Matching Items (4)
- Peer-reviewed: Peer-reviewed
- Status: Published
Does School Participatory Budgeting Increase Students’ Political Efficacy? Bandura’s “Sources,” Civic Pedagogy, and Education for Democracy
Does school participatory budgeting (SPB) increase students’ political efficacy? SPB, which is implemented in thousands of schools around the world, is a democratic process of deliberation and decision-making in which students determine how to spend a portion of the school’s budget. We examined the impact of SPB on political efficacy in one middle school in Arizona. Our participants’ (n = 28) responses on survey items designed to measure self-perceived growth in political efficacy indicated a large effect size (Cohen’s d = 1.46), suggesting that SPB is an effective approach to civic pedagogy, with promising prospects for developing students’ political efficacy.
The New Jersey Childhood Obesity Study was designed to provide vital information for planning, implementing, and evaluating interventions aimed at preventing childhood obesity in five New Jersey municipalities: Camden, Newark, New Brunswick, Trenton, and Vineland. These five communities are being supported by the Robert Wood Johnson Foundation’s New Jersey Partnership for Healthy Kids program to plan and implement policy and environmental change strategies to prevent childhood obesity. Effective interventions for addressing childhood obesity require community-specific information on
who is most at risk and on contributing factors that can be addressed through tailored interventions that meet the needs of the community. Based on comprehensive research, a series of reports are being prepared for each community to assist in planning effective interventions.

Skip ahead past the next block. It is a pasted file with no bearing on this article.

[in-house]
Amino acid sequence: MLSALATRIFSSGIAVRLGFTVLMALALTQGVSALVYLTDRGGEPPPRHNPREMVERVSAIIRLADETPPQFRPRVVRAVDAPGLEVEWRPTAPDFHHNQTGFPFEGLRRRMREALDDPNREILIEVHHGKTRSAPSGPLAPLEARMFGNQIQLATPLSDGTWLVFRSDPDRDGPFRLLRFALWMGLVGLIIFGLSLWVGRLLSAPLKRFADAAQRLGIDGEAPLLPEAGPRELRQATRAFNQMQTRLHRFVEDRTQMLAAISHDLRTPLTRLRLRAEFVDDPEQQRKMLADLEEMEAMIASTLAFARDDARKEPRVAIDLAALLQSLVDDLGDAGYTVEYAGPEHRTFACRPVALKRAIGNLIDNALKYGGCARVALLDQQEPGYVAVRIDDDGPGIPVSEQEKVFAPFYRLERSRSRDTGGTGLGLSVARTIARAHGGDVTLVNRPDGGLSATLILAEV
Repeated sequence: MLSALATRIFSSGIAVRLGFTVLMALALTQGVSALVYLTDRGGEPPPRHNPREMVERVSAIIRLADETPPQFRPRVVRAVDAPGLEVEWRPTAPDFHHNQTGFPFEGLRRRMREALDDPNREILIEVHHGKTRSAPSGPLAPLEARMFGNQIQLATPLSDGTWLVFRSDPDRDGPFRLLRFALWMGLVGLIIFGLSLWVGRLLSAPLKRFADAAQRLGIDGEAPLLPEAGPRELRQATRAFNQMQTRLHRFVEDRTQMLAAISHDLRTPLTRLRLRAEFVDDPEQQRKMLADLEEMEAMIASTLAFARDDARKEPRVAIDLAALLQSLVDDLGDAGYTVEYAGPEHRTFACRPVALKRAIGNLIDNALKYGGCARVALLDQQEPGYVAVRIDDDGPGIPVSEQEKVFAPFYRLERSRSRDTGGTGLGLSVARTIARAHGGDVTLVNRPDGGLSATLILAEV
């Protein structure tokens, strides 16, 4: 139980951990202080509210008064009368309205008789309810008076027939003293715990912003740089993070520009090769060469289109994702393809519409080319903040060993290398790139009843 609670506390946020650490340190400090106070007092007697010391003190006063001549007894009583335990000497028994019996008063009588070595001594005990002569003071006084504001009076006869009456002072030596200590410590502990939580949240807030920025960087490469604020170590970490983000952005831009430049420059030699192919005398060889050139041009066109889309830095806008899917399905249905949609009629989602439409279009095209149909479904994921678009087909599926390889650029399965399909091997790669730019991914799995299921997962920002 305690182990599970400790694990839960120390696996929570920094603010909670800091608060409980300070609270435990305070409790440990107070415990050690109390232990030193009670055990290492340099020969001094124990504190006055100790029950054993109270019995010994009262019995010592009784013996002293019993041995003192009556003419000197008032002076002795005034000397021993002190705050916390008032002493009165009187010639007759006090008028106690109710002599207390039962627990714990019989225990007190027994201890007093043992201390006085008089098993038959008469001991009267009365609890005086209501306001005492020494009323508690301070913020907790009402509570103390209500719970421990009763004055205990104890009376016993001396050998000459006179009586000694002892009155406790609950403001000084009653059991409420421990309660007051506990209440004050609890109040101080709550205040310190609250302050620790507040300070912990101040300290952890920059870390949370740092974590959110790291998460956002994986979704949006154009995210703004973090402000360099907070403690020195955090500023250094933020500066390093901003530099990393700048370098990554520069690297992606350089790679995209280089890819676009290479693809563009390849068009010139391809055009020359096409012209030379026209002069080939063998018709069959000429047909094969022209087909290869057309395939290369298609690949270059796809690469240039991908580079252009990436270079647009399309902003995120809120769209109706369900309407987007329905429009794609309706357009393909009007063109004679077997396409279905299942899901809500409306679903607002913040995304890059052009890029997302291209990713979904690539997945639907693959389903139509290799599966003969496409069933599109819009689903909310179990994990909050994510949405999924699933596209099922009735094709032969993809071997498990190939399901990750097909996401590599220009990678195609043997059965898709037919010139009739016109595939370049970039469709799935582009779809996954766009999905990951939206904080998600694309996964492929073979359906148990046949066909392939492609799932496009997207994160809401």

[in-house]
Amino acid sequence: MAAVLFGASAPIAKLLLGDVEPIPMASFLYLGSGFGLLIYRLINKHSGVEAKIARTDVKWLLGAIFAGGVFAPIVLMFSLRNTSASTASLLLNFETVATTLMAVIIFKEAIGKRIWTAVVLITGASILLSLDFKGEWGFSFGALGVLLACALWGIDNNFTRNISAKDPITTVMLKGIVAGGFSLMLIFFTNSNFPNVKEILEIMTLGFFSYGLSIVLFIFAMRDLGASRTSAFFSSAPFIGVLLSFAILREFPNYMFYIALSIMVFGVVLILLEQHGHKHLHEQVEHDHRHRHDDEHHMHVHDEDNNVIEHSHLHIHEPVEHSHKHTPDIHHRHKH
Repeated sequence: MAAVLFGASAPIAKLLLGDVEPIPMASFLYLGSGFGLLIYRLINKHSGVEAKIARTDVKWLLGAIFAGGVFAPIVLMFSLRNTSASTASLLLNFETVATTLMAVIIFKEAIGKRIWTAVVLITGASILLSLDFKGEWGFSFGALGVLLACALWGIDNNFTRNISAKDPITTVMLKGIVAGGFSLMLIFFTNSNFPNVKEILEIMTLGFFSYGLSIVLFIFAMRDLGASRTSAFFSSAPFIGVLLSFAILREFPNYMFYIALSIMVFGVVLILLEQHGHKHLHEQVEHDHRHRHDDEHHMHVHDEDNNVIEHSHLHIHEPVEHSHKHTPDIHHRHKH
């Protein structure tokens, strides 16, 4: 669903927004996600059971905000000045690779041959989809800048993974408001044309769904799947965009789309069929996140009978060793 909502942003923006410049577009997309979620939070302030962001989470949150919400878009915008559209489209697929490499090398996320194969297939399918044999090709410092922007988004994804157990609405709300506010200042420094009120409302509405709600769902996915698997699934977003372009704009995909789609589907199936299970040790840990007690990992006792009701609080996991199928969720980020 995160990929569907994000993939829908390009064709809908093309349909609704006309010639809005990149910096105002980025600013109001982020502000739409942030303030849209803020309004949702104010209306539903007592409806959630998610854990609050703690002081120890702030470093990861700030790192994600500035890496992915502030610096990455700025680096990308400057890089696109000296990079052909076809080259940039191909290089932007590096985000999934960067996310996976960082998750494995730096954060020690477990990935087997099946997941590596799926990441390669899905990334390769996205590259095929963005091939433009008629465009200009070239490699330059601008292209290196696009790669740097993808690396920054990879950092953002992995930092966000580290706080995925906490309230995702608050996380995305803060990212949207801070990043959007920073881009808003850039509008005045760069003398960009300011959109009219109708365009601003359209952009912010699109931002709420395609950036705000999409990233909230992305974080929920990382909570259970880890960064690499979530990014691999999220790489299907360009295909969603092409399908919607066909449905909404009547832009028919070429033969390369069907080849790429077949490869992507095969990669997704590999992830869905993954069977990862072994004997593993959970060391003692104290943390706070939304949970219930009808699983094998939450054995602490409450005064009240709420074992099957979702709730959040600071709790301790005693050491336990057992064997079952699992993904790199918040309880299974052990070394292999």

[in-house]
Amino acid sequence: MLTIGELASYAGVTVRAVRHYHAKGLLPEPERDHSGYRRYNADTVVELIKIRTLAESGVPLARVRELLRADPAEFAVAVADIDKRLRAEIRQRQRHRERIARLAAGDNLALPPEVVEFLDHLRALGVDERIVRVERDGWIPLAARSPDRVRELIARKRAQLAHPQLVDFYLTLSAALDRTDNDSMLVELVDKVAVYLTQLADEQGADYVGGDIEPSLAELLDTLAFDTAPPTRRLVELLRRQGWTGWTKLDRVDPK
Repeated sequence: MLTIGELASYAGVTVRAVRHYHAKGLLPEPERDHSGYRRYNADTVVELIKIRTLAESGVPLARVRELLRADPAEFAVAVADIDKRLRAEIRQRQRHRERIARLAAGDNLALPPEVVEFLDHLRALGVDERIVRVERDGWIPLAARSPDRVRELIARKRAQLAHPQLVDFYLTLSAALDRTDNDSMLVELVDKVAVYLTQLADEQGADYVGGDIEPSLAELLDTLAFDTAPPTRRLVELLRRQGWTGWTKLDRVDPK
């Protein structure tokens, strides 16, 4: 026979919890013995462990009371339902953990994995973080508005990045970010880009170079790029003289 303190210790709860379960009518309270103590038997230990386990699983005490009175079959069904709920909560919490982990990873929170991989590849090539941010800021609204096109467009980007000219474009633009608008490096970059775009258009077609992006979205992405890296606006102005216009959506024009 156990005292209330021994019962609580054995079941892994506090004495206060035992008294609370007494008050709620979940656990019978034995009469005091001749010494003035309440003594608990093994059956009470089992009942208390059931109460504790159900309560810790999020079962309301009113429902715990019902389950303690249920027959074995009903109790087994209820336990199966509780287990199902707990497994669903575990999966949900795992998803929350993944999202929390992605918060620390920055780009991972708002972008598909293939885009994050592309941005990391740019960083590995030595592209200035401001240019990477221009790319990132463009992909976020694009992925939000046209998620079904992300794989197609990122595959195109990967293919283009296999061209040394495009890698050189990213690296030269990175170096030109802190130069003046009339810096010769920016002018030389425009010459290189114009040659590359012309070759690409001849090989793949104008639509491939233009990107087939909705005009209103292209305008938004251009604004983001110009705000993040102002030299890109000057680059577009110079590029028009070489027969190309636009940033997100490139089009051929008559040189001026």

The main components of the study were:
• A household telephone survey of 1700 families with 3–18 year old children,
• De-identified heights and weights measured at public schools,
• Assessment of the food and physical activity environments using objective data.
This report presents the results from the household survey. Reports based on school body mass index (BMI) data and food and physical activity environment data are available at www.cshp.rutgers.edu/childhoodobesity.htm.
The maps in this chartbook describe the physical activity environment in Camden in terms of geographic distribution of parks and physical activity facilities. Research shows that people who have access to these facilities are more likely to be physically active.
• The maps in this chartbook were created using physical activity facilities data from a commercial database (lnfoUSA, 2008), data from city departments, as well as information obtained from systematic web searches. The maps present data for the city of Camden and for a 1 mile buffer area around Camden.
• Physical activity centers include private and public facilities which offer physical activity opportunities for children 3-18 years of age.
• Physical activity environment maps are compared with Census 2000 data to visualize accessibility of physical activity opportunities in neighborhoods with different characteristics.
• Poverty level presented in this chartbook are based on the 2000 Federal Poverty Guidelines.
• Crime rates in Camden are presented at the census block group level as relative crime risk (CrimeRisk) obtained from a commercial data source (Applied Geographic Solutions, 2008). CrimeRisk - an index value derived from modeling the relationship between crime rates and demographics data - is expressed as the risk of crime occurring in a specific block group relative to the national average. For this chartbook, data on total CrimeRisk, which includes personal and property crimes, are reported.
This brief summarizes the different types of food stores open in Camden, New Jersey and in a one mile radius around the city during 2008 to 2014.